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Grip Strength

Progress Towards the Pull Up

I have found the pull up to be a very intriguing exercise constantly on the minds of the people who come through the door of my gym. Generally speaking, as new trainees most cannot do them and if they can maybe they only muster up 1-2 full repetitions with an attempt to get their chin past the bar. Most of the time I see trainees resembling a flaying fish or furious pedaling air in a bicycle competition while trying a pull up.

Even with the initial limited success, I would say that most of the clients I train actually want to do them and get better at them. When I construct new programs the pull up is probably the most requested exercise variation to add. I believe this to be because most standardize testing from grade school to the law enforcement training has some sort of strength standard based on the pull up.

At the local middle school the Gold Standard for the pull up test are as follows:

Boys Pull Ups:                                 Girls Flexed Arm Hang:

6th Grade; 2 reps                             6th Grade; 17 sec.

7th Grade; 3 reps                            7th Grade; 18 sec.

8th Grade; 5 reps                             8th Grade; 19 sec.

 

Ye s I am a little disappointed to see the girls only have to do a flexed arm hang so I train the girls to work their way to pull ups figuring a few reps are better than a flexed arm hang any day and the testing allows pull ups to trump the flex arm hang.

For the Military standards for male recruits in boot camp the minimum requirement for pull ups is three repetitions and doing 20 reps earns you a top score during the testing phase.

Pull Ups Whether it is the need to get better for upcoming physical tests or an understandable measure of success to go from one repetition to five, the desire for trainees to perform pull ups is there and I will encourage this type of drive and add a pull up exercise variation within people’s programs. For many pull ups do not come easily at first and there needs to be a few stepping stones to get to the real deal. In this article I will go into the remedial exercises to get you to doing those perfect pull ups.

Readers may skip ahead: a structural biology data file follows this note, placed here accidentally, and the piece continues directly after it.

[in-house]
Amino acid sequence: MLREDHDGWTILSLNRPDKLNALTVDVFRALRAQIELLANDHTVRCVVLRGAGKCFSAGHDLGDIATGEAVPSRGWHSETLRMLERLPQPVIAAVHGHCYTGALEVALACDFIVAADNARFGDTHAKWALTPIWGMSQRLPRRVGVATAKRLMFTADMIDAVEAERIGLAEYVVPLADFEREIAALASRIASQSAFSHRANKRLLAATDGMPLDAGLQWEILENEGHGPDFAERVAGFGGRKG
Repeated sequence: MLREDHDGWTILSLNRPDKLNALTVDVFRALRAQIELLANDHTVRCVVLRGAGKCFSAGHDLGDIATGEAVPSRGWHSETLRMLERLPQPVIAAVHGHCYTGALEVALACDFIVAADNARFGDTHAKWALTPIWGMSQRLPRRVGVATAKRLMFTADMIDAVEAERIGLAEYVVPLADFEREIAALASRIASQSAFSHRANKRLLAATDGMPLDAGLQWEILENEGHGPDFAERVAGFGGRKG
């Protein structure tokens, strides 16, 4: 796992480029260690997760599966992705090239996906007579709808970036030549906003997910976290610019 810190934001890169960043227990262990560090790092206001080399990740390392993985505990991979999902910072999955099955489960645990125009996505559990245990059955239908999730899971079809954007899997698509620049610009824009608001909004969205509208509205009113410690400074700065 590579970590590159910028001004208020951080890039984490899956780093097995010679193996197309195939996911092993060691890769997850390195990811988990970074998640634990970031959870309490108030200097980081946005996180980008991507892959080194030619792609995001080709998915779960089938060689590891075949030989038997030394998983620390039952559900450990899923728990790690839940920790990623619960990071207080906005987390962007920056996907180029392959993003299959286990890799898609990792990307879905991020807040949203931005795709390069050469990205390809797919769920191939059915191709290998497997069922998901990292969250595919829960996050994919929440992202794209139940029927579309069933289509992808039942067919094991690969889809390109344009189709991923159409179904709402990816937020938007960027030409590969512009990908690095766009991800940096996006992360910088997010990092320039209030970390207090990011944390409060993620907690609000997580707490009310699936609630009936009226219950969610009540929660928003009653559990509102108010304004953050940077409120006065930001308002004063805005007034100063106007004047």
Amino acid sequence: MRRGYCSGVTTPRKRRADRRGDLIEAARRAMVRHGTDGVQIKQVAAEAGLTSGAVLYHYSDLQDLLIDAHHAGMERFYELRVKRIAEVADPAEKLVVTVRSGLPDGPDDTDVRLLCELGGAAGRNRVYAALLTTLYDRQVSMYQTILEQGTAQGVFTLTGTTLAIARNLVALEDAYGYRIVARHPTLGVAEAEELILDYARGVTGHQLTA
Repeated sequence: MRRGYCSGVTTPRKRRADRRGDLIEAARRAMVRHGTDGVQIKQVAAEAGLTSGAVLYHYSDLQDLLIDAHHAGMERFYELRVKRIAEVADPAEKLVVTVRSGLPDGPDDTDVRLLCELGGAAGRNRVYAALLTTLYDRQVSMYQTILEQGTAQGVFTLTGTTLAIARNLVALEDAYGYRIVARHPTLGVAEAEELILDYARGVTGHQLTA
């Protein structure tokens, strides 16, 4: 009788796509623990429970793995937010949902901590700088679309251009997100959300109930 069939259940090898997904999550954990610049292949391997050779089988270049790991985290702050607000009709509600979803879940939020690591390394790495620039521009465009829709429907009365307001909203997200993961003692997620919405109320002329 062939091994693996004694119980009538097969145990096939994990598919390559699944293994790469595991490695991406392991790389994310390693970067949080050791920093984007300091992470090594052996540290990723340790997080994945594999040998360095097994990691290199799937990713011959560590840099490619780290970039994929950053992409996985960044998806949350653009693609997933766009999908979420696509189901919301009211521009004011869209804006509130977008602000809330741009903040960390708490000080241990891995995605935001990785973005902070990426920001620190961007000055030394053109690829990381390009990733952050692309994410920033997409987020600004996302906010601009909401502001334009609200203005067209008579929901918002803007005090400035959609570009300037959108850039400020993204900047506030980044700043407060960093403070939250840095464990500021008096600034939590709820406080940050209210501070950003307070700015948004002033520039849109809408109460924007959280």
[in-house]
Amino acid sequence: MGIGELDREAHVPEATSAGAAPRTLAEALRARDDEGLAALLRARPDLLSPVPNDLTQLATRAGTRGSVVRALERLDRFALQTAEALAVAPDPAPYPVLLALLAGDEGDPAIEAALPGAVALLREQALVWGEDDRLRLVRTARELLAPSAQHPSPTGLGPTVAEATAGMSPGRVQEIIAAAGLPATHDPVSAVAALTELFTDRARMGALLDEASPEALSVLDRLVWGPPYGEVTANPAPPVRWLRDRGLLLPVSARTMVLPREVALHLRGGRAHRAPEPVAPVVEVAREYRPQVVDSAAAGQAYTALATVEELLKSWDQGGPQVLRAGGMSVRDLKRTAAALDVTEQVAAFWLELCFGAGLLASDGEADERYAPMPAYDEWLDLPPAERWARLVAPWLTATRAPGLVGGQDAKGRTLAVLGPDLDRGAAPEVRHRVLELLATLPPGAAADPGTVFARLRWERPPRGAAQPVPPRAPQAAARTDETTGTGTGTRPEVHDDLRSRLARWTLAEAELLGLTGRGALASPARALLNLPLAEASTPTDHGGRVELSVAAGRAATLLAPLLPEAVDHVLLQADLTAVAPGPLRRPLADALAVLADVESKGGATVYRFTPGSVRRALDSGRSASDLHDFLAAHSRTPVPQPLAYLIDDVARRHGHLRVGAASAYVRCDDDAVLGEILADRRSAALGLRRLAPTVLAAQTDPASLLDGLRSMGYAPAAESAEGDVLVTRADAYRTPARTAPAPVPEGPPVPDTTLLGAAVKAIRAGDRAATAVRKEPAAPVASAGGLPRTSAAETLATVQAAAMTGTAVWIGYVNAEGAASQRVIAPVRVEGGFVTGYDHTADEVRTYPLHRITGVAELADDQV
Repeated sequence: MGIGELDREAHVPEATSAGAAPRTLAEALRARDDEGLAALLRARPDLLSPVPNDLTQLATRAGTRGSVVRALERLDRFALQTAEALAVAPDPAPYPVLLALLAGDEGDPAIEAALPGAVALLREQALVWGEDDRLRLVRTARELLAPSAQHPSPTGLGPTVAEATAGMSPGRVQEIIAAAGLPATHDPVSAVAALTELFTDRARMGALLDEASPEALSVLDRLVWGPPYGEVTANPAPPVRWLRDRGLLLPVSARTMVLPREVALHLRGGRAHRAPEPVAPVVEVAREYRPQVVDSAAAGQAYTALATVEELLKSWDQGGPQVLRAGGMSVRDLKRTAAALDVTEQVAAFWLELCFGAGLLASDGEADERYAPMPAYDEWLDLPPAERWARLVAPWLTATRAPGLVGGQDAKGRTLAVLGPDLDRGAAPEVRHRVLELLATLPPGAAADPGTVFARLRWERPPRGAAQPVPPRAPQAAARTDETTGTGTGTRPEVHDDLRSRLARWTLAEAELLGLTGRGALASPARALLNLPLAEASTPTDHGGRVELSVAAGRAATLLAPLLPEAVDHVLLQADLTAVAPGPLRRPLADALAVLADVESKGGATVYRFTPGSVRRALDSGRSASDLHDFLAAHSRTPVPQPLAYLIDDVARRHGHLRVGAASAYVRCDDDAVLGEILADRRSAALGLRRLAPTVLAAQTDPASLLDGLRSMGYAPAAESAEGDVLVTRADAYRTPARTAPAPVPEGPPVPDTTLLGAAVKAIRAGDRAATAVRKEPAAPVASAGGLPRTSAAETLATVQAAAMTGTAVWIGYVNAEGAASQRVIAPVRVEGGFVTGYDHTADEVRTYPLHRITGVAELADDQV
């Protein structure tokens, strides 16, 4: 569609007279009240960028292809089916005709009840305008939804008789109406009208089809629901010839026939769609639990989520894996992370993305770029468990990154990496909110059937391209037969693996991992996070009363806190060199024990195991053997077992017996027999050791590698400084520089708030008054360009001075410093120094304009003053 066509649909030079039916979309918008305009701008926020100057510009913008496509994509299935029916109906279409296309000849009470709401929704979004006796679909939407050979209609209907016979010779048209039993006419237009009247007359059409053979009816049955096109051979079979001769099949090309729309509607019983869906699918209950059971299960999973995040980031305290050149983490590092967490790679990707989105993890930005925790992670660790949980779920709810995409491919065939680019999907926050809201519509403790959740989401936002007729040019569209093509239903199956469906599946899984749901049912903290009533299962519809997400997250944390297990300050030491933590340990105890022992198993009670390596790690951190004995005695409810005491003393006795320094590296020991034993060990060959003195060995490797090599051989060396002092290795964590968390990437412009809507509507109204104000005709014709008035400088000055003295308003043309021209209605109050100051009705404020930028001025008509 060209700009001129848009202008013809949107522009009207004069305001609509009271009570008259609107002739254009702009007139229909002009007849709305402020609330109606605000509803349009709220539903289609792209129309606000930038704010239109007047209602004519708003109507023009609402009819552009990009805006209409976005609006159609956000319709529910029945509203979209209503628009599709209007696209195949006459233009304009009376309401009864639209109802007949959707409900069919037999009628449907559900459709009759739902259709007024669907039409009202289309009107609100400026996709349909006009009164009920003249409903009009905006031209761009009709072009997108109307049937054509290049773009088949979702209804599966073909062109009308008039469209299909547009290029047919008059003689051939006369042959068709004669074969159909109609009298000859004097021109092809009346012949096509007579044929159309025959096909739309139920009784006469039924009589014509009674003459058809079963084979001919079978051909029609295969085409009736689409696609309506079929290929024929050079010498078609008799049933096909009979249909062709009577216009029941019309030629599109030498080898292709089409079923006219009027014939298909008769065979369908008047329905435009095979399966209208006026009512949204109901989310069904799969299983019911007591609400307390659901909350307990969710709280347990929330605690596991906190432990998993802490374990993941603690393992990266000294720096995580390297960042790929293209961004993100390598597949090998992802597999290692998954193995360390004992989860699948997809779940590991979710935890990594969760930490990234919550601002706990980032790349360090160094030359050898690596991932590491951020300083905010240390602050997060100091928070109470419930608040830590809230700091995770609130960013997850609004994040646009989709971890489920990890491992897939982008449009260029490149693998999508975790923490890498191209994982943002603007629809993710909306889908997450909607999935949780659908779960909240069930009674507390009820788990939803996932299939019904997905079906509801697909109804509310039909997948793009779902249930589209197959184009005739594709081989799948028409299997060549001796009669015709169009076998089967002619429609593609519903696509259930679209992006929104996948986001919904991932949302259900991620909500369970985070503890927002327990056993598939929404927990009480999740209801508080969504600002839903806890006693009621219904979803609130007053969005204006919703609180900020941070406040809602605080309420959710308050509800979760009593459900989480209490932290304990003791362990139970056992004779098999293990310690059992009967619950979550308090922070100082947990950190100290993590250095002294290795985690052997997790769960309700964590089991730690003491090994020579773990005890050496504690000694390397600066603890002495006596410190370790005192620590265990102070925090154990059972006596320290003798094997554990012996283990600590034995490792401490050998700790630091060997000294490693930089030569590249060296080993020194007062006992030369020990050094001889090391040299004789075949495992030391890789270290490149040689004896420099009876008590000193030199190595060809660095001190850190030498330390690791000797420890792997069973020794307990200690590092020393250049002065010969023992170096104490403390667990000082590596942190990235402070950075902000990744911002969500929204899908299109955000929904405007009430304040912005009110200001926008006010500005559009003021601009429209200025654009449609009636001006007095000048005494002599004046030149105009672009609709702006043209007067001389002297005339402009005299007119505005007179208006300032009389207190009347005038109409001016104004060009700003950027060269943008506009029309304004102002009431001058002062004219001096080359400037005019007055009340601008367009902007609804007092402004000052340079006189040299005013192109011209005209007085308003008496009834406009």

Activate the Correct Muscles

One of the most common movement mistakes I see with people who are not successful at pull ups is not activating the proper muscle groups to make their movement more successful. I tend to initially see a lot of hunching at the shoulders and pulling with the arms. The focus on the vertical pulling movement required for the pull up requires emphasis on the posterior muscles of the upper body.

When you elevate your shoulders you are basically turning off the functionality of the back muscles requiring you to rely on your arm to take over the movement. The back muscles are much more equipped to perform the movement successfully we just have to get them activated.

One of my favorite ways to activate the back also turns out to be the simplest; the band pull apart. Simply get a small elastic band and grab with the straightest wrists possible. With your shoulders down and elbows locked out, pull the band apart, towards the chest, by thinking about pulling your shoulder blades together. Make sure to control the band back to the start and reset the body position, if needed, and perform the next rep.

Front Pull Apart

You can also simulate a pull up in the vertical plane with the band by starting overhead with the band and pulling to the chest.

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Inverted Row Variations

This is one of my favorite movements towards pull up success because you can involve the correct pull up muscles and move your body weight through the range of motion while at an angle that can be manipulated to make the movement harder or easier.

Now the big difference in that inverted rows are more of a horizontal pull rather than a vertical pull, like the pull up, however the back muscles are generally much stronger pulling horizontally so you can easily perform more repetitions to train the muscles to get stronger for your pull ups.

The bar variation is a good place to start and the nice thing is that it is fully adjustable according to your current pulling condition. If you are beginning this movement, have the bar a bit higher and as you get stronger move it down.

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As with any horizontal pulling movement it is important to have an even grip, keep the shoulders down and moderately retracted with your head neutral with the rest of the spine. Proper execution comes from moving the body as one unit, focusing on the muscles of the back (Lats, Rhomboids etc) to initiate and move the body during the pull. You want to feel the shoulder blades moving freely and gliding along your rib cage until they meet together in the middle of your back. Control the eccentric (downward motion) and always try to achieve full range of motion (ROM).

Grip is a huge factor when it comes to pull up success. Make sure to squeeze the bar tight when you are working through the ROM and you can slightly relax the grip momentarily in between repetitions.